No Common Name
|Listed||February 25, 1994|
|Description||Small shrub with alternately arranged, single-veined, sparsely hairy or hairless linear leaves, and bell-shaped reddish purple flowers.|
|Habitat||Mossy banks at the base of cliff faces within the spray zone of waterfalls or along streams in lowland wet forests.|
|Threats||Competition from alien plants, natural disaster, limited numbers.|
Lysimachia filifolia is a small shrub in the primrose family that reaches 0.5-1.6 ft (15.2-48.8 cm) in height. The linear leaves measure 0.6-2.1 in (1.5-5.3 cm) long, 0.01-0.07 in (0.3-1.7 mm) wide, and are usually alternately arranged. They are single-veined and sparsely hairy or hairless. The bell-shaped flowers are reddish purple, 0.2-0.4 in (5.1-10.2 mm) long, and borne singly on flower stalks about 0.7-1.2 in (1.8-3.0 cm) long that elongate upon fruiting. Fruits are thick, hard capsules about 0.2 in (5.1 mm) long that contain numerous minute, nearly black, irregularly shaped seeds. This species is distinguished from other members of the genus by the shape and width of its leaf, and by calyx lobe shape and corolla length.
L. filifolia typically grows on mossy banks at the base of cliff faces within the spray zone of waterfalls or along streams in lowland wet forests at an elevation of 800-2,200 ft (244-671 m). Associated plants include mosses, ferns, liverworts, pili grass, Cuphea carthagenensis, and Pilea peploides.
L. filifolia was known historically only from the upper portion of Olokele Valley on Kauai. The species is now also known from the headwaters of the Wailua River at Wialeale on Kauai and the slopes of Waiahole Valley in the Koolau Mountains of Oahu. These populations are located on state land.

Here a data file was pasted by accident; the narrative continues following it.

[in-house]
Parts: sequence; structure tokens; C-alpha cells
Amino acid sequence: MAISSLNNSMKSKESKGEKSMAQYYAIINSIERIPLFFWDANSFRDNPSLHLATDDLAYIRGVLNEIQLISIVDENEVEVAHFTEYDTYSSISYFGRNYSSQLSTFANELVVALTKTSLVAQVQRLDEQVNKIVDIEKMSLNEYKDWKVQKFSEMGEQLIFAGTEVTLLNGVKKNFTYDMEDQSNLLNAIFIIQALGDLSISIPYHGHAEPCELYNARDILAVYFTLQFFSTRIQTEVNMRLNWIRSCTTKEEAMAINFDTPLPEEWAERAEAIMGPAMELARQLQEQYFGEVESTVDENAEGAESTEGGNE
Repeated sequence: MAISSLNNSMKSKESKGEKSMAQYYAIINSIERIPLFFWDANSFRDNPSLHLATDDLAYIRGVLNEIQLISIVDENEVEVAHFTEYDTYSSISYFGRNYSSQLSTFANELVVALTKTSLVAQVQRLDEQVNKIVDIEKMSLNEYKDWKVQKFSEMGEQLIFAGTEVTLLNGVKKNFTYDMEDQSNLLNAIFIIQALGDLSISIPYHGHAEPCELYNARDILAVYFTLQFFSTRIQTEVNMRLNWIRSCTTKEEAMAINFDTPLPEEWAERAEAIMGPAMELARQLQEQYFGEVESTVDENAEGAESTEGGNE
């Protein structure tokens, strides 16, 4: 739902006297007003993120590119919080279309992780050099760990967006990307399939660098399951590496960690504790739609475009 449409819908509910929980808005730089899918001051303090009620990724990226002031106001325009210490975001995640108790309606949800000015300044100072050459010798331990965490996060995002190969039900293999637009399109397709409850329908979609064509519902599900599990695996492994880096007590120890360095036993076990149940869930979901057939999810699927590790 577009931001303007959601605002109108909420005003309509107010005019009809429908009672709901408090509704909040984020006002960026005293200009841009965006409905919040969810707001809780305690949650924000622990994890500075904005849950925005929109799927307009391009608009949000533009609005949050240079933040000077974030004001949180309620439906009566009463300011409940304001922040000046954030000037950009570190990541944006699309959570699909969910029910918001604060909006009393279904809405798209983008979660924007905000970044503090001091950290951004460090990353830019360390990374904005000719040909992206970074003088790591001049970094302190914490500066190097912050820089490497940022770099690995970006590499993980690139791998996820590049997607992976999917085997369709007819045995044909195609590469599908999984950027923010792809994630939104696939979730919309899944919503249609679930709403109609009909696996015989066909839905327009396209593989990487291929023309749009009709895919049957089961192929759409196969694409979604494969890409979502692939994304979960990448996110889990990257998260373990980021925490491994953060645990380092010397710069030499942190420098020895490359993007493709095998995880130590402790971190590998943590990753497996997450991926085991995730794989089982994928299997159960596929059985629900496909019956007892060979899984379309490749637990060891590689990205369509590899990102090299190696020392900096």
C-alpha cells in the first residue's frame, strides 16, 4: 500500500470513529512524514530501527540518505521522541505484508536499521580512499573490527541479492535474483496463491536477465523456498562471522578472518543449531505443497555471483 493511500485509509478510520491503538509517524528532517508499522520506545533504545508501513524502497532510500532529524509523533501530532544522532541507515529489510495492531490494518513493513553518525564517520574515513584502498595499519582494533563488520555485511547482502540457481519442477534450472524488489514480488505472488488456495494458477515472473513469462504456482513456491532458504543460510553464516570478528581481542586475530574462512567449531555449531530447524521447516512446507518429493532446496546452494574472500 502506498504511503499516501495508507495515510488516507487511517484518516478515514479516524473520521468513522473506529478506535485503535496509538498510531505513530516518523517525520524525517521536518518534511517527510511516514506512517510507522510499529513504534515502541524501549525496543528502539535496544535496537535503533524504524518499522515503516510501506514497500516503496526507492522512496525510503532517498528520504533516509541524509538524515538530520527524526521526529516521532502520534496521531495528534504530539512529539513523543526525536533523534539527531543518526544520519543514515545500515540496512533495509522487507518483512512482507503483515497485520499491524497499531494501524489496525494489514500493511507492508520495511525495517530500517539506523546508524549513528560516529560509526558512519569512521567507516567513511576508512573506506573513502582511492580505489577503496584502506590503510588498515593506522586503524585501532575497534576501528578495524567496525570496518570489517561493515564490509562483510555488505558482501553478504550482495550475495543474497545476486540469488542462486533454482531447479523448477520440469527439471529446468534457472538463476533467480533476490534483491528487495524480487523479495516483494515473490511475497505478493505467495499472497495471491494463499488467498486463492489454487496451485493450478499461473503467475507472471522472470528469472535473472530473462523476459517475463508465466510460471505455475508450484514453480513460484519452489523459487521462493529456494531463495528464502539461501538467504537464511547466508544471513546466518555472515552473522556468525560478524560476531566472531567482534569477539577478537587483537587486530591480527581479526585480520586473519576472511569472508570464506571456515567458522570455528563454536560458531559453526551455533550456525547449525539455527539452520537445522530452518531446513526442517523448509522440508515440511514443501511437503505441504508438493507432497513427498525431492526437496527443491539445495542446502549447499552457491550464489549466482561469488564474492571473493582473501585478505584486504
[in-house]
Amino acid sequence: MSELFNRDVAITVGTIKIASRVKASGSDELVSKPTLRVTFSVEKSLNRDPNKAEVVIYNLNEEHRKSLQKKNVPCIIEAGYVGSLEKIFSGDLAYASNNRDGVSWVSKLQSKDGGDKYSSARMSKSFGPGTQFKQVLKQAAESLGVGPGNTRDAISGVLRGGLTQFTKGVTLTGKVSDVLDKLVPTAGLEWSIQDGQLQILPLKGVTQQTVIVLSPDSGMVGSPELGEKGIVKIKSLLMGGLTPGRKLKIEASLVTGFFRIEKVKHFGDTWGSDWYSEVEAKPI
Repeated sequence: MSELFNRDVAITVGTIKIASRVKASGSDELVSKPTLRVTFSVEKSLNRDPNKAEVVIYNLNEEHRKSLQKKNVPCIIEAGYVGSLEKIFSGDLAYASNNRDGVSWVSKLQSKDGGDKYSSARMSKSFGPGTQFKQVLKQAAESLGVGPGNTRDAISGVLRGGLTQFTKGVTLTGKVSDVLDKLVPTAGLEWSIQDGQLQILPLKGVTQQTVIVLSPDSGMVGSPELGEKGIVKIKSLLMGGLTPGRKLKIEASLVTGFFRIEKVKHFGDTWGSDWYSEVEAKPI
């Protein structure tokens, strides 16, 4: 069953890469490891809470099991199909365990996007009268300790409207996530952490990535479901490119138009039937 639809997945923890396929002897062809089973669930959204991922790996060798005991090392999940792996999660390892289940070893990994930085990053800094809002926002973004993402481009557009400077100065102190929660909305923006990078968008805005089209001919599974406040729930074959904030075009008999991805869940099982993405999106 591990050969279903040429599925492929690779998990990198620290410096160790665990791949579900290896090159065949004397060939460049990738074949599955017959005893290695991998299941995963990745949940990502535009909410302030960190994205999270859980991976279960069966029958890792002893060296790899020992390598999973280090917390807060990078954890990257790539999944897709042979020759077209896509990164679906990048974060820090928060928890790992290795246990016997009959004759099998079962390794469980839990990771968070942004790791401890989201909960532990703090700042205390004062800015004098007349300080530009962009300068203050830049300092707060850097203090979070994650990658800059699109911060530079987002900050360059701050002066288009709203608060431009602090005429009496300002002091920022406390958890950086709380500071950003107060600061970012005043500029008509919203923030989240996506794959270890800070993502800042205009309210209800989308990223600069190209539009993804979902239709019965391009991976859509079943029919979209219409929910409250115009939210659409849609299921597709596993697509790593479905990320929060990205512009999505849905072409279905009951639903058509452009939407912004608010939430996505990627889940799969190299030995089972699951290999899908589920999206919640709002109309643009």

The populations on Kauai are located within a 0.5-sq mi (1.3-sq km) area and total 76 individuals, of which 20-75 occur in the Waialeale population. The Oahu population contains about 150-200 individuals.
The major threat to L. filifolia is competition with alien plants. Individuals of this species on Kauai are damaged and destroyed by natural rock slides in their habitat, which is near the bottom of a steep cliff. Marsh pennywort, tarweed, and thimbleberry, although not invasive weeds, are present in this near pristine area of Wailua Stream and may degrade the native ecosystem. At least one feral pig has made its way into this area, indicating that this disruptive animal is a potential threat.
Individuals on Oahu are vulnerable to rock slides and compete for space with alien plants, such as marsh pennywort, tarweed, Hamakua pamakani, and octopus tree.
Because only one population occurs on each of only two islands, the species is threatened by stochastic extinction. Hurricane Iniki caused at least some damage to the Wailua River population.
Conservation and Recovery
L. filifolia has been successfully propagated and then cultivated by Lyon Arboretum and National Tropical Botanic Garden. The Lyon Arboretum held five plants in the greenhouse in 1995, and National Tropical Botanic Garden held seeds in storage in 2000.
U. S. Fish and Wildlife Service
Regional Office, Division of Endangered Species
Eastside Federal Complex
911 N. E. 11th Ave.
Portland, Oregon 97232-4181
Telephone: (503) 231-6121
Senior Resident Agent Office
U.S. Fish and Wildlife Service
300 Ala Moana Boulevard, Room 7-235
P.O. Box 50223
Honolulu, Hawaii 96850-5000
Telephone: (808) 541-2681
Fax: (808) 541-3062
U.S. Fish and Wildlife Service. 25 February 1994. "Endangered and Threatened Wildlife and Plant; Determination of Endangered or Threatened Status for 24 Plants from the Island of Kauai, HI." Federal Register 59 (38): 9304-9329.